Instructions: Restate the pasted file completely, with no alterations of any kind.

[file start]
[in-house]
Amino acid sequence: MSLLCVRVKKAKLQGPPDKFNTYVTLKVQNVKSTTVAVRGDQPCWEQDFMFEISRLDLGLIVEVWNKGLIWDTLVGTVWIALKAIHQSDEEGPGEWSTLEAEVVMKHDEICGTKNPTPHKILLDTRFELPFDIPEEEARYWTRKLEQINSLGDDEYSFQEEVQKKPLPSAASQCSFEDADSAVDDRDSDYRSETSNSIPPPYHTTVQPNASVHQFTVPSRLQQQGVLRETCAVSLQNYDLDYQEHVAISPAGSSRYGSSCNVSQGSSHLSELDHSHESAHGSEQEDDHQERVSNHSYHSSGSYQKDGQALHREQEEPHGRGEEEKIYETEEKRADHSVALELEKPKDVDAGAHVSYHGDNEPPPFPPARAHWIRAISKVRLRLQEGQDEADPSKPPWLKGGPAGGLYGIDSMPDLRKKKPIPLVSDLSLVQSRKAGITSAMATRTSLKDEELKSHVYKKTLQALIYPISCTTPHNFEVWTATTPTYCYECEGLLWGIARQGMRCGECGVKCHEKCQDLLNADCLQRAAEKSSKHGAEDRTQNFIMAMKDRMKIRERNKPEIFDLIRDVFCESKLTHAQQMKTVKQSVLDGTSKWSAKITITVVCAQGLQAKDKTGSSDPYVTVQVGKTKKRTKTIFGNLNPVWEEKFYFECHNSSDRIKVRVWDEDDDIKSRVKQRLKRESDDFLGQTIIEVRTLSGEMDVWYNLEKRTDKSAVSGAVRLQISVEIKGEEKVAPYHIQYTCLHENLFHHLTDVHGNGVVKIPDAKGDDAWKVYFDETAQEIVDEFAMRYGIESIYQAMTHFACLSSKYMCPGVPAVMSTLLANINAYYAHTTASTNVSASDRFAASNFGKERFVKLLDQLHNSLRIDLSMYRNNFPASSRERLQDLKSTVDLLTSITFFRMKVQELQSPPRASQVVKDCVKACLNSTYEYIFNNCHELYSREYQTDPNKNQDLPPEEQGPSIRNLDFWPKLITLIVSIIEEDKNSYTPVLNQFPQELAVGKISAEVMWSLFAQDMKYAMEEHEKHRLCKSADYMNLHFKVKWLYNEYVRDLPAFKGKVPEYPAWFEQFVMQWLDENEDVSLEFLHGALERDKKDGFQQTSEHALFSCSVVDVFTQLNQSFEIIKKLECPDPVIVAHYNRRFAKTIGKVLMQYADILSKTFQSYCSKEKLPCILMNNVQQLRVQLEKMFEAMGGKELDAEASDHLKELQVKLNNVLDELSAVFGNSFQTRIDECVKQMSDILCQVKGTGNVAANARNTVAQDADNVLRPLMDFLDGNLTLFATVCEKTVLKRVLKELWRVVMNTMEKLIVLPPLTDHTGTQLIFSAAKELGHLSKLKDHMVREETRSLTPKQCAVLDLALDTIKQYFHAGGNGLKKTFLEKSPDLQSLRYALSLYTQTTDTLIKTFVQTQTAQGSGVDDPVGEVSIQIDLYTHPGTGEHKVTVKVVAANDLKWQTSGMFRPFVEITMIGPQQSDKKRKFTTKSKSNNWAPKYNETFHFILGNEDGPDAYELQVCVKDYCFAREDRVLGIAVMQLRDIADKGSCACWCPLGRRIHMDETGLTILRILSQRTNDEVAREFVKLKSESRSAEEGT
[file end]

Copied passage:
[in-house]
Amino acid sequence: MSLLCVRVKKAKLQGPPDKFNTYVTLKVQNVKSTTVAVRGDQPCWEQDFMFEISRLDLGLIVEVWNKGLIWDTLVGTVWIALKAIHQSDEEGPGEWSTLEAEVVMKHDEICGTKNPTPHKILLDTRFELPFDIPEEEARYWTRKLEQINSLGDDEYSFQEEVQKKPLPSAASQCSFEDADSAVDDRDSDYRSETSNSIPPPYHTTVQPNASVHQFTVPSRLQQQGVLRETCAVSLQNYDLDYQEHVAISPAGSSRYGSSCNVSQGSSHLSELDHSHESAHGSEQEDDHQERVSNHSYHSSGSYQKDGQALHREQEEPHGRGEEEKIYETEEKRADHSVALELEKPKDVDAGAHVSYHGDNEPPPFPPARAHWIRAISKVRLRLQEGQDEADPSKPPWLKGGPAGGLYGIDSMPDLRKKKPIPLVSDLSLVQSRKAGITSAMATRTSLKDEELKSHVYKKTLQALIYPISCTTPHNFEVWTATTPTYCYECEGLLWGIARQGMRCGECGVKCHEKCQDLLNADCLQRAAEKSSKHGAEDRTQNFIMAMKDRMKIRERNKPEIFDLIRDVFCESKLTHAQQMKTVKQSVLDGTSKWSAKITITVVCAQGLQAKDKTGSSDPYVTVQVGKTKKRTKTIFGNLNPVWEEKFYFECHNSSDRIKVRVWDEDDDIKSRVKQRLKRESDDFLGQTIIEVRTLSGEMDVWYNLEKRTDKSAVSGAVRLQISVEIKGEEKVAPYHIQYTCLHENLFHHLTDVHGNGVVKIPDAKGDDAWKVYFDETAQEIVDEFAMRYGIESIYQAMTHFACLSSKYMCPGVPAVMSTLLANINAYYAHTTASTNVSASDRFAASNFGKERFVKLLDQLHNSLRIDLSMYRNNFPASSRERLQDLKSTVDLLTSITFFRMKVQELQSPPRASQVVKDCVKACLNSTYEYIFNNCHELYSREYQTDPNKNQDLPPEEQGPSIRNLDFWPKLITLIVSIIEEDKNSYTPVLNQFPQELAVGKISAEVMWSLFAQDMKYAMEEHEKHRLCKSADYMNLHFKVKWLYNEYVRDLPAFKGKVPEYPAWFEQFVMQWLDENEDVSLEFLHGALERDKKDGFQQTSEHALFSCSVVDVFTQLNQSFEIIKKLECPDPVIVAHYNRRFAKTIGKVLMQYADILSKTFQSYCSKEKLPCILMNNVQQLRVQLEKMFEAMGGKELDAEASDHLKELQVKLNNVLDELSAVFGNSFQTRIDECVKQMSDILCQVKGTGNVAANARNTVAQDADNVLRPLMDFLDGNLTLFATVCEKTVLKRVLKELWRVVMNTMEKLIVLPPLTDHTGTQLIFSAAKELGHLSKLKDHMVREETRSLTPKQCAVLDLALDTIKQYFHAGGNGLKKTFLEKSPDLQSLRYALSLYTQTTDTLIKTFVQTQTAQGSGVDDPVGEVSIQIDLYTHPGTGEHKVTVKVVAANDLKWQTSGMFRPFVEITMIGPQQSDKKRKFTTKSKSNNWAPKYNETFHFILGNEDGPDAYELQVCVKDYCFAREDRVLGIAVMQLRDIADKGSCACWCPLGRRIHMDETGLTILRILSQRTNDEVAREFVKLKSESRSAEEGT